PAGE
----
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Coda’s Origin Story

Hi, I am Natalia Antelava, the co-founder and Editor in Chief of Coda Story. 

Thanks for the opportunity to tell you about Coda and explain why we do what we do, so you can see how our journalism is unique and meaningful to your news consumption.

We are a non-partisan, non-profit newsroom dedicated to bringing you journalism that relentlessly breaks through the noise of the news cycle, doesn’t abandon stories and tells them in context. 

How it all began

Before setting up Coda, I roamed the world as a foreign correspondent for the BBC. 

I remember the first time I really understood journalism’s dire need to stay on the story. 

I was in a bleak departures lounge at Sanaa International airport. I had just spent six weeks covering Yemen’s violent uprising for the BBC. I was exhausted and desperate to get out.  

But leaving also felt deeply wrong.

As I walked towards the gate, I thought of Yemen’s uncertain future, the people I was leaving behind and their stories that would now go untold. 

It’s not that my editors didn’t care about Yemen; but with resources scarce and other stories fighting for their attention, the decision had been made not to replace me in Yemen. 

I knew that without a reporter pushing from the ground, Yemen would disappear from the editorial agenda. 

That is how it often goes in the news business. Journalists descend on places or topics when big events happen and then leave just as suddenly, pulled out by our own circumstances rather than because the story has come to an end.

When I returned from Yemen, I rang Ilan Greenberg, an old friend, and a veteran foreign correspondent. 

Ilan shared my frustrations but together we quickly turned them into enthusiasm for finding an alternative editorial model. 

We wanted to figure out how to free journalism from the cacophony of breaking news and instead provide context and continuity on the overarching themes shaping our world and show their impact on people. 

This became the basis for Coda Story.

Where we are going next

Today, our team of eighteen is spread between New York, Tbilisi, London, and Moscow.  We work with editorial partners around the world, and our global network of freelance reporters, illustrators, and editorial partners spans the globe. Get in touch if you are one!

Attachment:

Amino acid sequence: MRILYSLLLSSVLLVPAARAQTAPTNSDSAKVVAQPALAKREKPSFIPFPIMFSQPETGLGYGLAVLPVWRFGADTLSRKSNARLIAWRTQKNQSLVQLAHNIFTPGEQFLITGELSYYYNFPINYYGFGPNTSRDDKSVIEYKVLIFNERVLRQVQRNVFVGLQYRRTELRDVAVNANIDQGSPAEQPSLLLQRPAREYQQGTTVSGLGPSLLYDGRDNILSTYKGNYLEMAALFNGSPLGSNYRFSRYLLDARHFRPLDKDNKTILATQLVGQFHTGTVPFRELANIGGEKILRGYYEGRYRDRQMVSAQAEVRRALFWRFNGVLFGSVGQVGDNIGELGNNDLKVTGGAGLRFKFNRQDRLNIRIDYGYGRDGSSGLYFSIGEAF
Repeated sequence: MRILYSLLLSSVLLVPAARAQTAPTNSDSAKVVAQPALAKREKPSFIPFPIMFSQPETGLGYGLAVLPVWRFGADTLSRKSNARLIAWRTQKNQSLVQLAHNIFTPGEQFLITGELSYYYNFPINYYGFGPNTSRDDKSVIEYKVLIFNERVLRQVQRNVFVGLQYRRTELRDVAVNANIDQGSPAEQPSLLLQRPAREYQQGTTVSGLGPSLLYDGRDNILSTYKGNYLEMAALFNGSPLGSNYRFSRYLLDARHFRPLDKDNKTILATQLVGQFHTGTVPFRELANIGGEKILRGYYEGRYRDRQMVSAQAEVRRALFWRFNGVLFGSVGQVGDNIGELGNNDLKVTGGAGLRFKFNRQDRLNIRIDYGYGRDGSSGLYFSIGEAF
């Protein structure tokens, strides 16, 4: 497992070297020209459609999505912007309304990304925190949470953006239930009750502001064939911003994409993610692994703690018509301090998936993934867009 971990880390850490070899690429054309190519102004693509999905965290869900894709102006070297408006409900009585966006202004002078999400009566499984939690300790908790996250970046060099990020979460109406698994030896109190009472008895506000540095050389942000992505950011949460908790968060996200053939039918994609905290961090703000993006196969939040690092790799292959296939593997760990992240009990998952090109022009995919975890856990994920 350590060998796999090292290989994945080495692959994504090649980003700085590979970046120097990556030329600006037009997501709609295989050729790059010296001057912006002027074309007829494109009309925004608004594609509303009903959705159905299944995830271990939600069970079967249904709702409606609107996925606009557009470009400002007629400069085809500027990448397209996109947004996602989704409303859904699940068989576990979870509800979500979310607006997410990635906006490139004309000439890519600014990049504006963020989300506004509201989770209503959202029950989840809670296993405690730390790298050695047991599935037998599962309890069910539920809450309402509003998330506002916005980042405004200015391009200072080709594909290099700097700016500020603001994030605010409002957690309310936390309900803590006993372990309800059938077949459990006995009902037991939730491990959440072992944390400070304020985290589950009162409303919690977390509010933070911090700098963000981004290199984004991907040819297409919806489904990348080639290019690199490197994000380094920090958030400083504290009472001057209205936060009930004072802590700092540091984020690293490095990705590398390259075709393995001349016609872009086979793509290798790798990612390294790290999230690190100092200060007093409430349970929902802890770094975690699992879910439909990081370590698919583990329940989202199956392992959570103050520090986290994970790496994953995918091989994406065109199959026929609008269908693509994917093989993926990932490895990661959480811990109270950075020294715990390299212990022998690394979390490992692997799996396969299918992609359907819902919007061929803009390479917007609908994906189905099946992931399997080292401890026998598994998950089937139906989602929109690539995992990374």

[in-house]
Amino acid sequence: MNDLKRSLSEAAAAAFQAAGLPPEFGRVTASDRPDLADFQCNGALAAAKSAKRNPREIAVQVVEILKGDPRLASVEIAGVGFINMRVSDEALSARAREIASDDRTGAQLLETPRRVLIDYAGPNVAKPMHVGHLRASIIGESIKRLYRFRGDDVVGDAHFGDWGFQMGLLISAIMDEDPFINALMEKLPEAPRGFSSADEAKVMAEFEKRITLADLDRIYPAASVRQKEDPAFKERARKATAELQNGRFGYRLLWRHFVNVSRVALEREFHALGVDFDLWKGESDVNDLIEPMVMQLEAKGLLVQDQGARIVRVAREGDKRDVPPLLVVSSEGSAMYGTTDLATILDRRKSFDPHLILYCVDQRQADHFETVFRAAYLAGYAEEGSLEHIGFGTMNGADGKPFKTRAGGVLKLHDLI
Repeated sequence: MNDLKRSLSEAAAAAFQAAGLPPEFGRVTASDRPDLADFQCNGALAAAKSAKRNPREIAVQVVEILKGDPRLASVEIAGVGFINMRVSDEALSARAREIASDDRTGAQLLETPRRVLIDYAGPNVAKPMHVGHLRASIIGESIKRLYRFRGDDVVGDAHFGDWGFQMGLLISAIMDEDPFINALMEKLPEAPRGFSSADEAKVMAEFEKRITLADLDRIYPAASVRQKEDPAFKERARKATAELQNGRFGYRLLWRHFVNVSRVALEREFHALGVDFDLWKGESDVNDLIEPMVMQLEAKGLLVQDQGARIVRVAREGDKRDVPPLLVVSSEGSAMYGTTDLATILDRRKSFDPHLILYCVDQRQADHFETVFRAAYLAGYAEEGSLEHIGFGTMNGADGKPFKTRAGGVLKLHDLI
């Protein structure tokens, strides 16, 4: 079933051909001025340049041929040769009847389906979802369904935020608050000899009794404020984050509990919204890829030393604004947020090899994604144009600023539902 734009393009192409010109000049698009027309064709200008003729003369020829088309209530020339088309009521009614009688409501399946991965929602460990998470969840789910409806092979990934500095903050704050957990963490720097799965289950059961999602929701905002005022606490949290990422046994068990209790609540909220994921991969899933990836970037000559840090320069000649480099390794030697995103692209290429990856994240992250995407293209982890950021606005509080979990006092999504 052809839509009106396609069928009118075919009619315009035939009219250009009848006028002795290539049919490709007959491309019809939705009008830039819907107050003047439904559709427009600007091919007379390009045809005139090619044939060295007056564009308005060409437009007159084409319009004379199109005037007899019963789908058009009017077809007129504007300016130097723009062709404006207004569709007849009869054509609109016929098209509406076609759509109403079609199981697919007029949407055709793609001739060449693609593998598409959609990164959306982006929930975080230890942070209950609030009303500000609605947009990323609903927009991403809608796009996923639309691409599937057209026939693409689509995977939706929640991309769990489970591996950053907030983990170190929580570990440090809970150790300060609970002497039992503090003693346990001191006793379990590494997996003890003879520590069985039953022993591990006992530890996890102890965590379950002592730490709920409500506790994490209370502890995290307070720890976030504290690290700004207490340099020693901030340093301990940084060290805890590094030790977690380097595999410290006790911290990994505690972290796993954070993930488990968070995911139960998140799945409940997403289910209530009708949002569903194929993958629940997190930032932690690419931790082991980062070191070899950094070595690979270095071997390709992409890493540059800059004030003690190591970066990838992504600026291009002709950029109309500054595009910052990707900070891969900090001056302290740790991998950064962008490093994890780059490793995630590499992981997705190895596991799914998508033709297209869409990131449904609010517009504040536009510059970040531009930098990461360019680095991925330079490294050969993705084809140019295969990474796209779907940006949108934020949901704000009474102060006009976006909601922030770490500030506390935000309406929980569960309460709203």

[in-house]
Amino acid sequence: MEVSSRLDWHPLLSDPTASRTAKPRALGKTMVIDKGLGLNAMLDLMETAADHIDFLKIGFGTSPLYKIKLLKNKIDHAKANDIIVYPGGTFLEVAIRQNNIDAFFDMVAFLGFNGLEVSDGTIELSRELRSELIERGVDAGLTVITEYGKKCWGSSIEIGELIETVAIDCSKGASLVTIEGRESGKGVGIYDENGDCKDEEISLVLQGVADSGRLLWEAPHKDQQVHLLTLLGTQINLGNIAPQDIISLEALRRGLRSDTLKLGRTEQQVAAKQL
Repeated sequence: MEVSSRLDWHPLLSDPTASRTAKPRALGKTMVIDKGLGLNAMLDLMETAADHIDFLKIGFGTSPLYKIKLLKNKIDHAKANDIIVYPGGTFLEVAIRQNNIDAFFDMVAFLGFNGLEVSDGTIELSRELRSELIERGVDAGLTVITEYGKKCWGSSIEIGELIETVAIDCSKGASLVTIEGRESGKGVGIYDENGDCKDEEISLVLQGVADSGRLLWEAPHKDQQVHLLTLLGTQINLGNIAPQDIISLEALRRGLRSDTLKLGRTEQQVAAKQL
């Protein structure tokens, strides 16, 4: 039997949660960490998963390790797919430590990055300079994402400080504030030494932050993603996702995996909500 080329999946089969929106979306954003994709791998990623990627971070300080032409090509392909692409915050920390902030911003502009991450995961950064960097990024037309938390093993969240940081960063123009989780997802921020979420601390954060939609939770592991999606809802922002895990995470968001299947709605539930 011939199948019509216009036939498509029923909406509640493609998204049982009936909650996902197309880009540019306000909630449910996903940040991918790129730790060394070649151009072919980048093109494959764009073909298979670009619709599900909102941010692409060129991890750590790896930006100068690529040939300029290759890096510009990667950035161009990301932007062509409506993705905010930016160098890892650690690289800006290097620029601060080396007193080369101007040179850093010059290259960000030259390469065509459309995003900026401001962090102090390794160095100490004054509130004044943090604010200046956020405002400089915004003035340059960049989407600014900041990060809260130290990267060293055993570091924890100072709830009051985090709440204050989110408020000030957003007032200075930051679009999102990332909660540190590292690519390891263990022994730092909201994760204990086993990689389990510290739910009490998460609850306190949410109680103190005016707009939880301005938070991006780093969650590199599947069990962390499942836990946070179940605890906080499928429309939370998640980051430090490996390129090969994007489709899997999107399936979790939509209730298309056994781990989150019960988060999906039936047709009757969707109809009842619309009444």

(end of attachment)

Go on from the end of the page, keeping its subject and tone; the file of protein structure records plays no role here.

Our thematic approach has enabled us to create stories that reveal obscure connections and highlight global trends before others do. We are focused on the overarching stories that are poised to dominate our politics and our lives for years — perhaps decades — to come: disinformation and the assault on truth, authoritarian technologies and the triumph of surveillance, and the war on science in all its global manifestations.

But ultimately, we put people at the center of our reporting.

Disinformation is about a ninety-year-old Russian woman devastated that her government is rewriting the history of Stalin’s Gulags. 

Authoritarian technology is about two young Saudi sisters fleeing the power of a phone app used by their abusive family to control them, a Uyghur woman locked up in China’s digital Gulag, or an American professor helping Beijing develop its facial recognition technology. 

By telling stories that are focused on people, we aim to create journalism that wins back trust and pushes public discourse forward.  

We hope that you’ll stay on Coda’s own story as we grow.  And you can be part of this growth too. Please consider supporting our journalism here.

Thanks so much, 

Natalia

The story you just read is a small piece of a complex and an ever-changing storyline we are following as part of our coverage. These overarching storylines — whether the disinformation campaigns that are feeding the war on truth or the new technologies strengthening the growing authoritarianism, are the crises that Coda covers relentlessly and with singular focus. We work with dozens of local and international reporters, video journalists, artists and designers to bring you stories you haven’t seen elsewhere, provide you with context missing from the news cycle and illuminate the continuity between the crises we cover. Support Coda now and join the conversation with our team. No amount is too small.

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